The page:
The Church of the Thomas Christians was one of the four great "Thomite Churches" of the East. The three others were the Edessan, the Chaldean (of Mesopotamia or Iraq) with Seleucia-Ctesiphon as its center, and the Persian (of Persia proper or Iran). These four Churches were "Thomite" in the sense that they looked to St. Thomas as to their direct or indirect Apostle.

 

Syriac Christianity did not originate in Antioch, but in Nisibis and Edessa.It was Apostle Thomas who sent Addai to Edessa who started the church there.   Mar Addai ordained Mar Aggai to succeed him. This is the origin of the Catholicate of the East.


The Church in Antioch was founded by Apostles Peter and Paul, as well as other Apostles.

China Evangelization

Founding of the Church in China by the Apostle St. Thomas between 65 and 68 AD according to the archealogical evidences. It is more likely that it took place between 40 and 52 AD.  If this dating AD 65-68 AD is true, this took place soon after the first tour of Kerala ministry. ”Such a discovery rehabilitates the tradition of the Chaldean Church (Iraq) and of the Church of the Syro-Malabar rite in Southern India called the “Christians of St. Thomas”, who have always considered the apostolate of the Apostle and the Christian establishment in China in the first century of our era as facts. In the Chaldean breviary, for example, one can read: ”By St. Thomas, the Kingdom of Heaven took wings and flew all the way to the China. ”” Kerala tradition indeed speaks of  two tours if mission in Kerala with a break in between and after.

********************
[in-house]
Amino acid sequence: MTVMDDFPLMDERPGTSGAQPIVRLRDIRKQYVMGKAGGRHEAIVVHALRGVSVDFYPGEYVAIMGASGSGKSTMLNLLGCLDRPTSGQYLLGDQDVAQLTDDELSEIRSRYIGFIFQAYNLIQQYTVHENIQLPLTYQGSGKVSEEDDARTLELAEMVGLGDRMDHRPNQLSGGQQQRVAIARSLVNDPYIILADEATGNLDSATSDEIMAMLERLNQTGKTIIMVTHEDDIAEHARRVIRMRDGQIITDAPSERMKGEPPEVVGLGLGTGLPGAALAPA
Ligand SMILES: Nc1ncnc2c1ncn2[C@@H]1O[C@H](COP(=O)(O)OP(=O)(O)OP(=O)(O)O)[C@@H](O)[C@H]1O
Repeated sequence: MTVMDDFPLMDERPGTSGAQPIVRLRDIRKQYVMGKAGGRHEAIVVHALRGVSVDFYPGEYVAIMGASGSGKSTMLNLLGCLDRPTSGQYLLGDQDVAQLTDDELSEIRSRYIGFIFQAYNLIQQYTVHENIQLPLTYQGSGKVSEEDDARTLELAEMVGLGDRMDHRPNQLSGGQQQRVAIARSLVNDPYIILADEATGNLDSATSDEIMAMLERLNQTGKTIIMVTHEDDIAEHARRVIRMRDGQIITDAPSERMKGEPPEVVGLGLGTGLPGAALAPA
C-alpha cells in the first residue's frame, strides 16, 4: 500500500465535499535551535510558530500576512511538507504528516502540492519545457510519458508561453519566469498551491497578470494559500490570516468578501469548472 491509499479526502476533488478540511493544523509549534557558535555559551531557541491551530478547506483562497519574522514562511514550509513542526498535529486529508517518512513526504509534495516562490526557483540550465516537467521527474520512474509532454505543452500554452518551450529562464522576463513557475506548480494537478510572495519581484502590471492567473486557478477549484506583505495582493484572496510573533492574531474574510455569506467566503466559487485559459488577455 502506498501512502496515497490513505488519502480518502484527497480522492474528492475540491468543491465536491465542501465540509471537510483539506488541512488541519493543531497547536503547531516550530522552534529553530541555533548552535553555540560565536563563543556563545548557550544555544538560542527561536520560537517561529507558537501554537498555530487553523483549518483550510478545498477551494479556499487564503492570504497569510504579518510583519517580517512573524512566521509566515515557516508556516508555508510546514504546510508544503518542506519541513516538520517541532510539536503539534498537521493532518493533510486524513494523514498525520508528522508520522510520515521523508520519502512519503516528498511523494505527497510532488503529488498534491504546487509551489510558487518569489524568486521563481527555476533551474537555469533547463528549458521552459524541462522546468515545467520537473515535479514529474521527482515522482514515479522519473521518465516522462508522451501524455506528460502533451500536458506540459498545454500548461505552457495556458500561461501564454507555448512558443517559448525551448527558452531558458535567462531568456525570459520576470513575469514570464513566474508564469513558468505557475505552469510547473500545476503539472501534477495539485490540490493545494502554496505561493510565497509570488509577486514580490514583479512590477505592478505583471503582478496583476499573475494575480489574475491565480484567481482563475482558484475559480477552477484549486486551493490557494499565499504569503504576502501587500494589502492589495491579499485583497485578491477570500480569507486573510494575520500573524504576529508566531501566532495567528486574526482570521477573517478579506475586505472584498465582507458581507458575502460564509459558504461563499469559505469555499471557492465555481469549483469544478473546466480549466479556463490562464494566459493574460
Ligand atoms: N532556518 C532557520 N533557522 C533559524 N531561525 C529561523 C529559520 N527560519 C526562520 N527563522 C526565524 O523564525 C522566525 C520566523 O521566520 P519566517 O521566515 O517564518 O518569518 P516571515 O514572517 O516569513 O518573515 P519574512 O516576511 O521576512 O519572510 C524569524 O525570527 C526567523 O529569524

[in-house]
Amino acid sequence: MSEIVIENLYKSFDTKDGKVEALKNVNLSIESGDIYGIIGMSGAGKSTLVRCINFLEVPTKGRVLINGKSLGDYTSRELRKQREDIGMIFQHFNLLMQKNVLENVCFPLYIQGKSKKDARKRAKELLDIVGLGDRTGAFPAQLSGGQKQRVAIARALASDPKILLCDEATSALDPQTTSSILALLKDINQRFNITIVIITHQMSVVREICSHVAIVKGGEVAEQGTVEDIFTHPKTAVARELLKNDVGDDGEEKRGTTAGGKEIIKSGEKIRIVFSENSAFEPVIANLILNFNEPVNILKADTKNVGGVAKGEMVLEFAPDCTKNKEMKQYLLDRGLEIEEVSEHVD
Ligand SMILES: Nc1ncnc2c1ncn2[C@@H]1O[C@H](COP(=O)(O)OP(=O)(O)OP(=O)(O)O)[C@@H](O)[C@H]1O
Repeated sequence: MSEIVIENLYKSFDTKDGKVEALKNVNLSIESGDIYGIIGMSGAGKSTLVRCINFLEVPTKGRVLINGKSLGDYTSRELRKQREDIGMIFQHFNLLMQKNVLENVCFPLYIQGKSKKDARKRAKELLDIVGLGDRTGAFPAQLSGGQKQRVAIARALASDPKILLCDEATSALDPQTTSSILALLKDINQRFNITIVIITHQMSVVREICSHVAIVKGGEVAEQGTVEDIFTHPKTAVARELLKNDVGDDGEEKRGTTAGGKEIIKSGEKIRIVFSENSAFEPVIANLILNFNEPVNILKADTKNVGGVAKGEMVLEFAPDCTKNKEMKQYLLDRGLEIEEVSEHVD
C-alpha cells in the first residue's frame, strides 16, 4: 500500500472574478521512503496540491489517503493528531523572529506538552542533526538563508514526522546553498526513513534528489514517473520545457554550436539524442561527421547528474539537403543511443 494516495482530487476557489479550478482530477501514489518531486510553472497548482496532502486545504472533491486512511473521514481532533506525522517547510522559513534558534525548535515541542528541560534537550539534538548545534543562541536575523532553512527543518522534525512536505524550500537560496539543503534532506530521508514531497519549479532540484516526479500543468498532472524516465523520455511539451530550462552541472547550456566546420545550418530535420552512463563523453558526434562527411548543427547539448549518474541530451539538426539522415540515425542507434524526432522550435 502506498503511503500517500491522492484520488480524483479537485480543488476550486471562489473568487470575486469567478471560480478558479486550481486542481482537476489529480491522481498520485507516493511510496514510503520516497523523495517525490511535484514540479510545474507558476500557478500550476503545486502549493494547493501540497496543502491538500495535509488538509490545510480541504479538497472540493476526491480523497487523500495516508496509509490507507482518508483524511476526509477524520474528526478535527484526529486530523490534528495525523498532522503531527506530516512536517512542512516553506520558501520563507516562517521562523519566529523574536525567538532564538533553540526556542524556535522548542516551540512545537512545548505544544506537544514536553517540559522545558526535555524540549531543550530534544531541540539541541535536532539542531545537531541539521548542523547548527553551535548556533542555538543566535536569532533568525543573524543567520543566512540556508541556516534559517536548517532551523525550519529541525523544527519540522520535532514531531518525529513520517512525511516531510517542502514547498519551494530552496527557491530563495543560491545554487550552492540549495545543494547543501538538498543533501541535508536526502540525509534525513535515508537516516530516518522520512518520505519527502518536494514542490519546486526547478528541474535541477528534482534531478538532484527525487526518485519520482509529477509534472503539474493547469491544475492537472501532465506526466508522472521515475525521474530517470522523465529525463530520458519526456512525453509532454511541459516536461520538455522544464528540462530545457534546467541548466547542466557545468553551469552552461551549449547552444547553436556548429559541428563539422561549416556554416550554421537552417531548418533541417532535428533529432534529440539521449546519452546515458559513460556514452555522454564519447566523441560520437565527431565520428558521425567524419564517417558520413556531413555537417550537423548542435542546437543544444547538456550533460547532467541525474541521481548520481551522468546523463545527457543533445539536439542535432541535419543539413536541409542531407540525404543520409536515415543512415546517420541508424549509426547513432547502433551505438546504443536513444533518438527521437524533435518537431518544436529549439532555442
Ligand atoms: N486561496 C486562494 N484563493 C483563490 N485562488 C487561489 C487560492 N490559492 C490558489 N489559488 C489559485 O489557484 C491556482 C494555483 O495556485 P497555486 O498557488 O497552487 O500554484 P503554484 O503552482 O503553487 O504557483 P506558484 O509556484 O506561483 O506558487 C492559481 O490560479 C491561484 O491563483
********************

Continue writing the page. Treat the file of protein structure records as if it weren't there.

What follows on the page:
According to the tradition of the Church in India, the Apostle finished his mission there in 64 AD., and left from Meliapouram (near Madras) for China at the beginning of… 65 AD. The Indian and Chinese sources agree. There is thus a strong possibility that the two figures of Kong Wang represent the Apostle himself with, at his side, his acolyte-interpreter. "       

China and Japan claim that St. Thomas personally brought Christianity to China and Japan in 64 and 70 C.E., respectively. This view is promulgated by the Keikyo Institute.

 

 

 

 

The upper portion of the Nestorian Stone (Hsian monument), discovered by Jesuit missionaries in 1625 AD in the province of Shensi in China. The title of the stone reads,

"A monument commemorating the propagation of
 the Ta-Chin luminous religion (Christianity)
in the middle kingdom".

 

From China he returned to India and continued his ministry with his head quarters in Mylapore.